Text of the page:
New York City Planners With Sandy Nightmares Say Barrier May Come Too LateBy
Similar barriers protect New Orleans and Holland from storms
Skeptics cite costs and enviromental impacts of such projects
The warming Atlantic Ocean has raised the risk of another Hurricane Sandy. And still, trillions of dollars of real estate and infrastructure near the shores of New York City and northern New Jersey remain vulnerable to devastation.
A storm-surge barrier similar to those in Louisiana and parts of Europe might protect the area, but politicians have questioned its $30 billion cost, effectiveness and environmental impact. A group of scientists, planners and property owners is urging the U.S. Army Corps of Engineers to accelerate its study of the project. It may take another hurricane to speed up the process.
“The danger is increasing as the sea level rises,” said Malcolm Bowman, an oceanographer at the State University of New York at Stony Brook, who is among the group. “It won’t take a monster storm like Sandy to devastate the region.”
Bowman warned of a catastrophic storm as far back as 2005, in a New York Times Op-Ed article. Seven years later, Sandy struck the region, flooding airports and tunnels and ravaging shore communities from Atlantic City, New Jersey, to Bridgeport, Connecticut. It caused $68.9 billion in damage, making it the second-costliest storm in U.S. history after Katrina, according to the National Oceanic and Atmospheric Administration.
Bowman’s group is pushing for an evaluation of a 5-mile (8-kilometer) retractable storm-surge barrier at the mouth of New York Harbor from the Rockaways to New Jersey’s Sandy Hook. That, and another smaller structure at the western edge of Long Island Sound, could protect about 800 miles of shoreline from Port Elizabeth, New Jersey, to the Bronx, Bowman says.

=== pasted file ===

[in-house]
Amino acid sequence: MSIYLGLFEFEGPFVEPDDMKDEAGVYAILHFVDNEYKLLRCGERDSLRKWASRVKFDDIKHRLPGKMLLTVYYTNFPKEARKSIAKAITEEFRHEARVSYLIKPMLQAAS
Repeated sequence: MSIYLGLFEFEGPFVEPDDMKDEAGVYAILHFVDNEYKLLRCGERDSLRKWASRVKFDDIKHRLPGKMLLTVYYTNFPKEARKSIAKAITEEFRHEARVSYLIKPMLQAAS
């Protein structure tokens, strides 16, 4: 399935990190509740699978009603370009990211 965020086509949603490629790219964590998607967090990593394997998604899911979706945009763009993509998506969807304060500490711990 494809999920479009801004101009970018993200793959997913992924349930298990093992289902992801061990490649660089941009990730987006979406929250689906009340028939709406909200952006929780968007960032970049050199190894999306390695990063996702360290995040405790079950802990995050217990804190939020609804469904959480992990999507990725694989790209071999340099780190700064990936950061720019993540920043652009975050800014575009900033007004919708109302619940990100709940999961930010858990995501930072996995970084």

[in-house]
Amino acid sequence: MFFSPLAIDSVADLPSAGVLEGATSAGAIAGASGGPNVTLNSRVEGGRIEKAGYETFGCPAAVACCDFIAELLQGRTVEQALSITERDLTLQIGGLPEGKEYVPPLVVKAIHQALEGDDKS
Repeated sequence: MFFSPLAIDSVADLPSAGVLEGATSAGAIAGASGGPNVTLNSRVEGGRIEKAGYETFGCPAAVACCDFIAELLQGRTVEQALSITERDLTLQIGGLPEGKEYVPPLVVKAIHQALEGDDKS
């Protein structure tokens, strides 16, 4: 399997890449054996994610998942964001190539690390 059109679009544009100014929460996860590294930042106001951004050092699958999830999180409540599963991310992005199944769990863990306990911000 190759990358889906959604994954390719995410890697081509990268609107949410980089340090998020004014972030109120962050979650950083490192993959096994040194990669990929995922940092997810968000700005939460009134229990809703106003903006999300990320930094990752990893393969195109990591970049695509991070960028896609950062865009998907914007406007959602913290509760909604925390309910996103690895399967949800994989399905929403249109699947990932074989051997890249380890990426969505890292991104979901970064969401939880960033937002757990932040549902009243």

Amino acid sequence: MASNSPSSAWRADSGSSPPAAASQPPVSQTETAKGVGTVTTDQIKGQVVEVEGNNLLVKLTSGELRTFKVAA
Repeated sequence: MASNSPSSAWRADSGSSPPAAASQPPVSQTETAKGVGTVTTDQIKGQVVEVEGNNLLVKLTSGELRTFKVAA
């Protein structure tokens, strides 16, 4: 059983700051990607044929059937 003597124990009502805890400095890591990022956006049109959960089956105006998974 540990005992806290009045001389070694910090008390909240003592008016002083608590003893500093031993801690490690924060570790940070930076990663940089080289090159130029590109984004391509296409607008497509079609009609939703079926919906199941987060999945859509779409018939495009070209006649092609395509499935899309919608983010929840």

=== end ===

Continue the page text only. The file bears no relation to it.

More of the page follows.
As Bowman describes it, before a major storm, barriers would rise from the seabed or close in a gate-like structure to deflect the force of a wind-blown surge, as occurred with Sandy.
“You have to allow for marine traffic and the daily flow of the tides to flush out the harbor,” Bowman said, “But when a storm is forecast with enough wind at high tide to create a surge, you close the gates or raise it from the seabed so water that wants to flow into the harbor can’t.”
Weeks after Sandy, New York Governor Andrew Cuomo said his administration planned to talk with city and federal officials about the possibility of installing storm-surge barriers. Corps engineers, in discussions with New York and New Jersey since last August, are still studying what protection strategies merit further study.
“At this point, it is premature to say whether broad-scale solutions such as that advocated by this group, or other more regional or localized potential solutions will fare best,” said Corps spokesman Hector Mosley.
In the meantime, the state has moved ahead with a $616 million plan for Staten Island that includes a boardwalk promenade that would double as a storm-surge bulwark. The Corps has that project scheduled for completion in 2022, paid mostly by the federal government.
Billions more in federal, state and city funds are being spent along shore areas, enhancing dunes and berms on beaches, cultivating wetlands, building walls and awarding subsidies for waterproofing homes and office buildings. City officials also envision a mostly-U.S. funded $816 million horseshoe-shaped elevated park wrapped along the southern half of Manhattan, dubbed “The Big U,” to keep out the Hudson and East Rivers.